* C$ ends at C$0.9870 to the U.S. dollar, or $1.0132
* C$ touches lowest level since June 16
* Bond price rally fueled by safety bid (Updates to close)
By Ka Yan Ng
TORONTO, June 24 (Reuters) - The Canadian dollar slid to its lowest point in more than a week against its U.S. counterpart on Friday, extending losses that started at mid-week on mounting concerns about euro zone debt woes.
Government bond prices rallied in a flight to safety ahead of the weekend.
Investors worried that Greece's parliament may not pass the austerity measures needed for the country to secure more bailout funds to help it out of its sovereign debt crisis.
In addition, the commodity-linked Canadian currency was hit for a second day by falling oil prices after the International Energy Agency's (IEA) decision to release 60 million barrels of oil from its reserves to boost the economic recovery.
Not even a brighter outlook for the U.S. economy could slow the flight to safety. U.S. first-quarter economic growth was revised modestly higher on Friday and U.S. durable goods orders in May were also higher.
"We're clearly concerned about the ongoing issues in Europe and Greece and the market pessimism -- and the momentum in the market is so pronounced that even good news, like durable goods orders today, are completely ignored," said David Tulk, chief Canada macro strategist at TD Securities.
"Instead we're waiting for this wave of uncertainty (to subside) because there is this overriding belief that more can go wrong than can go right."
The two-year bond CA2YT=RR jumped 12 Canadian cents to yield 1.387 percent, while the 10-year bond CA10YT=RR advanced 29 Canadian cents to yield 2.869 percent.
The currency CAD=D4 finished at C$0.9870 to the U.S. dollar, or $1.0132, down from Thursday's North American finish of $0.9780 to the U.S. dollar, or $1.0225. Earlier, it fell as low as C$0.9886, or $1.0115, its lowest level since June 16. For the week, it is down 0.7 percent.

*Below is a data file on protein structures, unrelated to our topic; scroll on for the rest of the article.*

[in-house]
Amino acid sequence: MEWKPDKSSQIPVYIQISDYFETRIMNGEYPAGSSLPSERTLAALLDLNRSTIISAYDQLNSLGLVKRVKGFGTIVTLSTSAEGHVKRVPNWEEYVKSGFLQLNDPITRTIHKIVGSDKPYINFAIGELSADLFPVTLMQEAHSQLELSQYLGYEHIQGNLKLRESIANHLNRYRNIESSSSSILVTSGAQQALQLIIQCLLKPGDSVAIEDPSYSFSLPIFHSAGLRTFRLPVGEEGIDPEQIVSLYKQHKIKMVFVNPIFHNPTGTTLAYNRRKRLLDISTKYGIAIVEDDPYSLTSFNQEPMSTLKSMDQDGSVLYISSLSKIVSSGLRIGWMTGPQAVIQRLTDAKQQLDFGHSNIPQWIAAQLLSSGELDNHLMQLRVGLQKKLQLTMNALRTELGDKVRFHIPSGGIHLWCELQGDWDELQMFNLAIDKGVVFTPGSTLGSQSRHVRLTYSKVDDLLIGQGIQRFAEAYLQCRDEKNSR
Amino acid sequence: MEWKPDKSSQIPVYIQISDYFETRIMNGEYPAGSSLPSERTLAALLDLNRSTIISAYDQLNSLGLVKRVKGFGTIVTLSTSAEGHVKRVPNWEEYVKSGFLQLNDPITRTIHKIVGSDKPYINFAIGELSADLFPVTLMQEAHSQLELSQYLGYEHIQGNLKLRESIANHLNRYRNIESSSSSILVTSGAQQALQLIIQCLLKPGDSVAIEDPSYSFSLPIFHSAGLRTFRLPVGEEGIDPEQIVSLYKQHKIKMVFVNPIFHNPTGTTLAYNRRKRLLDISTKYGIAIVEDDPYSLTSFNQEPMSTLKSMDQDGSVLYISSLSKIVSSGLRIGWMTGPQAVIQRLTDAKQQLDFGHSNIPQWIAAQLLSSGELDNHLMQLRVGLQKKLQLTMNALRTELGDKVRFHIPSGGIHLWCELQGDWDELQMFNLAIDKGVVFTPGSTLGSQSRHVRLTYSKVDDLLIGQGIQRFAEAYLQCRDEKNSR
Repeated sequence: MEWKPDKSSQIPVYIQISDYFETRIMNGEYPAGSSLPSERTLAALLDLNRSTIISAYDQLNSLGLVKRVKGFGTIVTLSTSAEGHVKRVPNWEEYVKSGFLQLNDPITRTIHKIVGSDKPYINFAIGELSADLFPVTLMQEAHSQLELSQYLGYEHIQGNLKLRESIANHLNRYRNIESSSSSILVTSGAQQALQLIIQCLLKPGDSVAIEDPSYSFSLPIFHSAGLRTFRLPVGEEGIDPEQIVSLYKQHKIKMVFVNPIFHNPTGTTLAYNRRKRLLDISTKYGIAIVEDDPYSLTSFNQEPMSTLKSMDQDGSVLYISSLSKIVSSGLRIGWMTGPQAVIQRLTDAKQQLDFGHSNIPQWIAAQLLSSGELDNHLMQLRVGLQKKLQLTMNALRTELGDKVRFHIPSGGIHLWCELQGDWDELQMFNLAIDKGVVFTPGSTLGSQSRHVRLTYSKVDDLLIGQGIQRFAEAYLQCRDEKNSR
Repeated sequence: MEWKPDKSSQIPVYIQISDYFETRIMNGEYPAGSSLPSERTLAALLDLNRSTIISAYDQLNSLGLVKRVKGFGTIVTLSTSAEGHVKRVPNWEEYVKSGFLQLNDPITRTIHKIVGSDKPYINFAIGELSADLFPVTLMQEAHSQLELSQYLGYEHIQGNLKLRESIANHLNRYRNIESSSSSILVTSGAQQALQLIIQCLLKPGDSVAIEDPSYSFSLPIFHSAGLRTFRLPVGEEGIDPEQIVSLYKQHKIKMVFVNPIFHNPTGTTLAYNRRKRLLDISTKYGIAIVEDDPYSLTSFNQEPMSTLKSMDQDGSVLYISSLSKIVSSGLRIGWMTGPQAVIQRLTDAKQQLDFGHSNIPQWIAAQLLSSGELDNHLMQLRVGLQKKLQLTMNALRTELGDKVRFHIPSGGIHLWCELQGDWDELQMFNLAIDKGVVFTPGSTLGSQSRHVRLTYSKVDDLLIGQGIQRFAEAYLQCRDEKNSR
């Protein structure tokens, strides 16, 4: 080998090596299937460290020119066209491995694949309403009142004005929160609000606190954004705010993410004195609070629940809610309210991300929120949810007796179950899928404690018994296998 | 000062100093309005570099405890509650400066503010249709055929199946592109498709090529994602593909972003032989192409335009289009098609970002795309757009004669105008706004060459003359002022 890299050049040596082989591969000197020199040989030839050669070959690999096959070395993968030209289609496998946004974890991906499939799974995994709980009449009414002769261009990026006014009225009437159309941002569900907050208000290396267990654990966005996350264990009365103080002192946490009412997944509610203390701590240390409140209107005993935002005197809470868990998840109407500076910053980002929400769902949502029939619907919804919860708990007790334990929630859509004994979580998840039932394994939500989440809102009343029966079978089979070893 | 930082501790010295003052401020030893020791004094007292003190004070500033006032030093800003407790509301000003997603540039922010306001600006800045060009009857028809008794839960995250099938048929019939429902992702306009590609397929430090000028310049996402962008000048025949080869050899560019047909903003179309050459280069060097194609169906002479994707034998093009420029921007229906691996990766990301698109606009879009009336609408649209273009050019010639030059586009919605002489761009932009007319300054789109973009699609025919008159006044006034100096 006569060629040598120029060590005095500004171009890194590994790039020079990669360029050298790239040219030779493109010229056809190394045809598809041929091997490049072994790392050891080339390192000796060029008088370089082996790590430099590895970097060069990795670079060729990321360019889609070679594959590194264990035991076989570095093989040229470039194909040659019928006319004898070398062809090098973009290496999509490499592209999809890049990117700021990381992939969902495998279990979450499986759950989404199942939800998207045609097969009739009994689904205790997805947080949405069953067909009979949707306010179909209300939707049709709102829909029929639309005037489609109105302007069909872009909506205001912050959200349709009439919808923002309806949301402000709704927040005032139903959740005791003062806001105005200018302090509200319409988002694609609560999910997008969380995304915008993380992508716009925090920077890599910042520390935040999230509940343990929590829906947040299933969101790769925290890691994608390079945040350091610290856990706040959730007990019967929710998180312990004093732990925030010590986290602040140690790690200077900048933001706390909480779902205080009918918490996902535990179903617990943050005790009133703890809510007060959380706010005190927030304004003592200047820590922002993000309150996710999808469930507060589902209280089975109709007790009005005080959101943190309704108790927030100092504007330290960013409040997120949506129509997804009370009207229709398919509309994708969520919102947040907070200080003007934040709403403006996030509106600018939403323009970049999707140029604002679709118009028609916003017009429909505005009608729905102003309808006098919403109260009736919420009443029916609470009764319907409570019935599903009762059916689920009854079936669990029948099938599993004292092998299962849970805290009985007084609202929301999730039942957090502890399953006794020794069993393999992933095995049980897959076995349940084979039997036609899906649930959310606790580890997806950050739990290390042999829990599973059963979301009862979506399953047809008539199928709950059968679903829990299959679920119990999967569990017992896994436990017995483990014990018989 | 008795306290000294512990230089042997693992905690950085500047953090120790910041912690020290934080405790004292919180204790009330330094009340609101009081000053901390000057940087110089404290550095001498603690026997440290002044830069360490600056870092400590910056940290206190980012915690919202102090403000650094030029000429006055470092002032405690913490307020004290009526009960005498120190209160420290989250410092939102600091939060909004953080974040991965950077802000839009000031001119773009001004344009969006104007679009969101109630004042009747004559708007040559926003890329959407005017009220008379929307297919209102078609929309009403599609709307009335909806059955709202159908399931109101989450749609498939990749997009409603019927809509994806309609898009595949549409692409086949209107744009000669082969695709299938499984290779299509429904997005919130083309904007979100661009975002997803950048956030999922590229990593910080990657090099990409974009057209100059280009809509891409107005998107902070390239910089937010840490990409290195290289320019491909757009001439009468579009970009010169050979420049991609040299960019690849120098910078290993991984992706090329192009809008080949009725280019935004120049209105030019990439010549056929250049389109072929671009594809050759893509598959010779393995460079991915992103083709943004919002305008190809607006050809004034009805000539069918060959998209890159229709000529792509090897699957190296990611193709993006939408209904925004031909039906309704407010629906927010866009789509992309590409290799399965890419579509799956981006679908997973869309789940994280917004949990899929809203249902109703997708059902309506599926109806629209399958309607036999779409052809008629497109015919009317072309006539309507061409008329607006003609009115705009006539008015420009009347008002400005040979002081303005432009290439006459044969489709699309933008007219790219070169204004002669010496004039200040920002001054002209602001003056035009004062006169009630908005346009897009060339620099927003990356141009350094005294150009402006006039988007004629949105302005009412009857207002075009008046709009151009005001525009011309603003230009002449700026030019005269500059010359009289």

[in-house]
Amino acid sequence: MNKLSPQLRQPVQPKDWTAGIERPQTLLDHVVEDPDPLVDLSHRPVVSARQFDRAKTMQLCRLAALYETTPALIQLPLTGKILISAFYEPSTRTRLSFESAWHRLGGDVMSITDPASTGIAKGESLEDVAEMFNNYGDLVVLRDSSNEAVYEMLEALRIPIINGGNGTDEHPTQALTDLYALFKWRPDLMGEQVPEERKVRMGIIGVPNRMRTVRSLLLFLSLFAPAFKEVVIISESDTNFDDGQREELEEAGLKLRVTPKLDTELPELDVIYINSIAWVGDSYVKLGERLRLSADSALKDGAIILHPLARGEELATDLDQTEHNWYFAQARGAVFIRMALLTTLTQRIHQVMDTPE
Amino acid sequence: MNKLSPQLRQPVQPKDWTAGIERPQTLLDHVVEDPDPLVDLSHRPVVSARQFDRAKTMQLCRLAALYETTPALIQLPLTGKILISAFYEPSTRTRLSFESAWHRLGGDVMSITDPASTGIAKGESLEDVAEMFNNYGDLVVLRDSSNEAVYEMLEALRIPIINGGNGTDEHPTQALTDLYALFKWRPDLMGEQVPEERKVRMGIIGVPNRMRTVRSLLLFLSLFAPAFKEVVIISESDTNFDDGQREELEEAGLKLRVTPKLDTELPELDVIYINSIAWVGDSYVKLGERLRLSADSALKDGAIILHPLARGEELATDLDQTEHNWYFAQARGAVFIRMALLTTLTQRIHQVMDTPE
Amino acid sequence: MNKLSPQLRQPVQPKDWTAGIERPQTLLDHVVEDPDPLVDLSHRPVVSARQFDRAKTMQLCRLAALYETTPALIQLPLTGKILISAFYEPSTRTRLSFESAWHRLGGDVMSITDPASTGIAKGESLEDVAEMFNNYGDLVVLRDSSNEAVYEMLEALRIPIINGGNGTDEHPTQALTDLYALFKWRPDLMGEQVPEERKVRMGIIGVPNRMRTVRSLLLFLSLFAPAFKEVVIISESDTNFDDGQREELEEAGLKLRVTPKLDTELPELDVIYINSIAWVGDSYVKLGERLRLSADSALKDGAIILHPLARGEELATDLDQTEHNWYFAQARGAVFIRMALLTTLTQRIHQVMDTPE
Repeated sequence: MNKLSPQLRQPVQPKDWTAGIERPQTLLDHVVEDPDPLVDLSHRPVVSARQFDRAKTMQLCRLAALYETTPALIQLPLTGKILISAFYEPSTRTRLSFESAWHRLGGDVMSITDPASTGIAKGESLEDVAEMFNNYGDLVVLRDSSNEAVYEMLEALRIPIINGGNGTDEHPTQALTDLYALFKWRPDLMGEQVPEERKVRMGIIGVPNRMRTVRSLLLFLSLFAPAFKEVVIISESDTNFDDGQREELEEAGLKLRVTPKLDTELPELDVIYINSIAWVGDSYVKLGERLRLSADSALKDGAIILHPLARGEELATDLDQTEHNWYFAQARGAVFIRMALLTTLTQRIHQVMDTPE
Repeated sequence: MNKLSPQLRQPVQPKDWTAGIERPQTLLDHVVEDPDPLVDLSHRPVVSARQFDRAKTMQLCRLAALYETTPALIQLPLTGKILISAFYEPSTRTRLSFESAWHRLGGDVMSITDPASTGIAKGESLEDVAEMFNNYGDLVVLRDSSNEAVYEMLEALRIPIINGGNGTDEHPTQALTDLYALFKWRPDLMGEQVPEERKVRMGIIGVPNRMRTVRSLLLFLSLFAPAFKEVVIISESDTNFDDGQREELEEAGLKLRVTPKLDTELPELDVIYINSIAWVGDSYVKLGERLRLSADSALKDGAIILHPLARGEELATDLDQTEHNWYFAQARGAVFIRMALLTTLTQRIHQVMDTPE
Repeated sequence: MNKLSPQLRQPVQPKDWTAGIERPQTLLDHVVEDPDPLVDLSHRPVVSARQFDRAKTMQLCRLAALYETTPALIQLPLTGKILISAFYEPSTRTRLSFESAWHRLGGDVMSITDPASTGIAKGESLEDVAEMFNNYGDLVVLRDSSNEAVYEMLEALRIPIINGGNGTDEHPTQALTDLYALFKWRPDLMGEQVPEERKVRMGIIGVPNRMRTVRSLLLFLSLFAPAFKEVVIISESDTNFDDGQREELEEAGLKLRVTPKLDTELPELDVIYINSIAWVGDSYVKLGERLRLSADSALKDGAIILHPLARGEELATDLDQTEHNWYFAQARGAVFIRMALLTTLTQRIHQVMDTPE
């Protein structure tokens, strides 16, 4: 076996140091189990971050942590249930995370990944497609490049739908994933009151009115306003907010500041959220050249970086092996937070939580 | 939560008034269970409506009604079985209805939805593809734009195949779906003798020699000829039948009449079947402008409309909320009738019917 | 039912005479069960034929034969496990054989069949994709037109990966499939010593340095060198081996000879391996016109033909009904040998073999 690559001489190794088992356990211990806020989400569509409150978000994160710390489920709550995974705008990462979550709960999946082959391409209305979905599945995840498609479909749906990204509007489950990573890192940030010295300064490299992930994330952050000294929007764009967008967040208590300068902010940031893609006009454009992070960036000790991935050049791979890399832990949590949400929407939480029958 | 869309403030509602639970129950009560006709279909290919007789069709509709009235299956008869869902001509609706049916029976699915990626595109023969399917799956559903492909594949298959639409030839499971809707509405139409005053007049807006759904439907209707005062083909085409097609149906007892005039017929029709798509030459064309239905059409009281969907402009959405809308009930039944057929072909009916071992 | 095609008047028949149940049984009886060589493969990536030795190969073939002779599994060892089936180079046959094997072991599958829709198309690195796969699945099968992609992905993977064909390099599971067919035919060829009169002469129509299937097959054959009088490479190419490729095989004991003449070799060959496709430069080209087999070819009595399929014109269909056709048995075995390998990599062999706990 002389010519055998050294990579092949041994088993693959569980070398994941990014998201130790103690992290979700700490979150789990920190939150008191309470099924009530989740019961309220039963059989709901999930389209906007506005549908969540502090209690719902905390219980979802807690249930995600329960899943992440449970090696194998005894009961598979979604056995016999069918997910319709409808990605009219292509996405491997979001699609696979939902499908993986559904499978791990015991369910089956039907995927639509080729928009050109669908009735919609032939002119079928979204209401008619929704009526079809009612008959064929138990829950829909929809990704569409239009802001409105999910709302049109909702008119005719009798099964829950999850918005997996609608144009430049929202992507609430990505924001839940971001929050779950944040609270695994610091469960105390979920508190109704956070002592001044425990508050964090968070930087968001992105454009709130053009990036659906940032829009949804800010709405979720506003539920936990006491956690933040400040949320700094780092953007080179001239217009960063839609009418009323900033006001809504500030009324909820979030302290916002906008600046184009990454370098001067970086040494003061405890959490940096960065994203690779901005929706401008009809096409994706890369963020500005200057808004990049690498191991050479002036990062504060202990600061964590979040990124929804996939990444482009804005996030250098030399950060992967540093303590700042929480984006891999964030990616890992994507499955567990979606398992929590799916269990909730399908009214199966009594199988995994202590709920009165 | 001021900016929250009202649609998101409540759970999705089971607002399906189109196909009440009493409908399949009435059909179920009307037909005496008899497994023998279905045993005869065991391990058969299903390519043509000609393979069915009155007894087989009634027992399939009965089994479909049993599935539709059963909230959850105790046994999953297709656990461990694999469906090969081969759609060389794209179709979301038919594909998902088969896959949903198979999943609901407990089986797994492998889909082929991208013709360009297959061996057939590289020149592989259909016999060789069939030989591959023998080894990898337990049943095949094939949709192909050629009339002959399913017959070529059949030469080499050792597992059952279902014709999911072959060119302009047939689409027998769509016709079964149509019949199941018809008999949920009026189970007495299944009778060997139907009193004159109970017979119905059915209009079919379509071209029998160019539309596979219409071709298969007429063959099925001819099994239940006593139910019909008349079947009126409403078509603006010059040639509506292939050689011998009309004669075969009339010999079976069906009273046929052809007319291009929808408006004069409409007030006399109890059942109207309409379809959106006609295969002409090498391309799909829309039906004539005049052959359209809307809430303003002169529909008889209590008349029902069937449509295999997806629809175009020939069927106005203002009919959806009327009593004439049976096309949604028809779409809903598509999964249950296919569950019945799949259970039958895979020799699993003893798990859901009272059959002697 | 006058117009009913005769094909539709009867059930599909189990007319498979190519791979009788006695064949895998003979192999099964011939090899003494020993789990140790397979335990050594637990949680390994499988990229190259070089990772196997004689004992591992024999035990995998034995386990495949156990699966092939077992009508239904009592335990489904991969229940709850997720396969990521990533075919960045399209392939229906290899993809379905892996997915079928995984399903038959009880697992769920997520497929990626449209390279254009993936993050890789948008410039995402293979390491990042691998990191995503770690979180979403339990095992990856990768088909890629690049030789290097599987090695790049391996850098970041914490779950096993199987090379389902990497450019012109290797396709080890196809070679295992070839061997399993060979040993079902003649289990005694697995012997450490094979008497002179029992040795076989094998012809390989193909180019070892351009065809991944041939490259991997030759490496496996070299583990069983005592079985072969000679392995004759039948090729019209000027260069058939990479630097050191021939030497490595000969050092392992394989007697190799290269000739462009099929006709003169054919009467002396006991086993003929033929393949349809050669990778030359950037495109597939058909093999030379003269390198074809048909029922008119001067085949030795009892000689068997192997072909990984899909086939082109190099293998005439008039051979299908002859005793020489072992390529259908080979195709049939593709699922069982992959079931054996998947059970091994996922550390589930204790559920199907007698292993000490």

The currency has been trading with decent volatility but "still remains sticky to a range" that it has held for a few weeks now, said Jack Spitz, managing director of foreign exchange at National Bank Financial. But the 200-day moving average, now at C$0.9909, is a key level. If broken, it could spark a deeper round of Canadian dollar weakness.
"It does suggest that there is a possibility that early next week or even throughout the week we'll see a breach of that," said Spitz.
"As long as it holds under the 200-day moving average, it will still be seen as a sideways trade."
Of key concern to the global outlook is the health of the global factory sector, said David Watt, senior currency strategist at RBC Capital Markets, noting that the most recent string of data was far from encouraging.
A slew of purchasing manager indexes from around the world, including Canada, in coming weeks will offer a better read on how the world's factory sector is performing.
"Right now the signs are not all that encouraging. If you're a cyclical commodity-sensitive currency it's not the best situation and that's pretty much what Canada is," said Watt. (Additional reporting by Solarina Ho; editing by Rob Wilson)